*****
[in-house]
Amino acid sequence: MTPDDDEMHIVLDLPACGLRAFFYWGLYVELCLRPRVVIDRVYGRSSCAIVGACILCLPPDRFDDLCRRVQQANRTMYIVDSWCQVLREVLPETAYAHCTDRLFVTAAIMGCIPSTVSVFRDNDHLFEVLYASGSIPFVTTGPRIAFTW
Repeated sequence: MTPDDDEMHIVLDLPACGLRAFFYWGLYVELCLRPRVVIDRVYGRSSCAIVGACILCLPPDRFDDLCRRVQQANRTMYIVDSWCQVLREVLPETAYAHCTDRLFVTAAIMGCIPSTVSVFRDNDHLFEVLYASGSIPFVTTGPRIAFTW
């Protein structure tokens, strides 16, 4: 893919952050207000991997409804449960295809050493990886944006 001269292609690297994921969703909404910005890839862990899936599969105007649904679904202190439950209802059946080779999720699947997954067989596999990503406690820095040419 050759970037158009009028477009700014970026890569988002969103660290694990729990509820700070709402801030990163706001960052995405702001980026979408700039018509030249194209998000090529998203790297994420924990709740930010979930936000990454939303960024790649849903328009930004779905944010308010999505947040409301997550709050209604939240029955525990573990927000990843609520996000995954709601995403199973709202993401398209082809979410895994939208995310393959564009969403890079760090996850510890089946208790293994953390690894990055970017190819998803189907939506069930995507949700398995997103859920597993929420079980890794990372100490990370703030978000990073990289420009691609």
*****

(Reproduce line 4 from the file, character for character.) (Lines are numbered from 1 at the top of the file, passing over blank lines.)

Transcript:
């Protein structure tokens, strides 16, 4: 893919952050207000991997409804449960295809050493990886944006 001269292609690297994921969703909404910005890839862990899936599969105007649904679904202190439950209802059946080779999720699947997954067989596999990503406690820095040419 050759970037158009009028477009700014970026890569988002969103660290694990729990509820700070709402801030990163706001960052995405702001980026979408700039018509030249194209998000090529998203790297994420924990709740930010979930936000990454939303960024790649849903328009930004779905944010308010999505947040409301997550709050209604939240029955525990573990927000990843609520996000995954709601995403199973709202993401398209082809979410895994939208995310393959564009969403890079760090996850510890089946208790293994953390690894990055970017190819998803189907939506069930995507949700398995997103859920597993929420079980890794990372100490990370703030978000990073990289420009691609």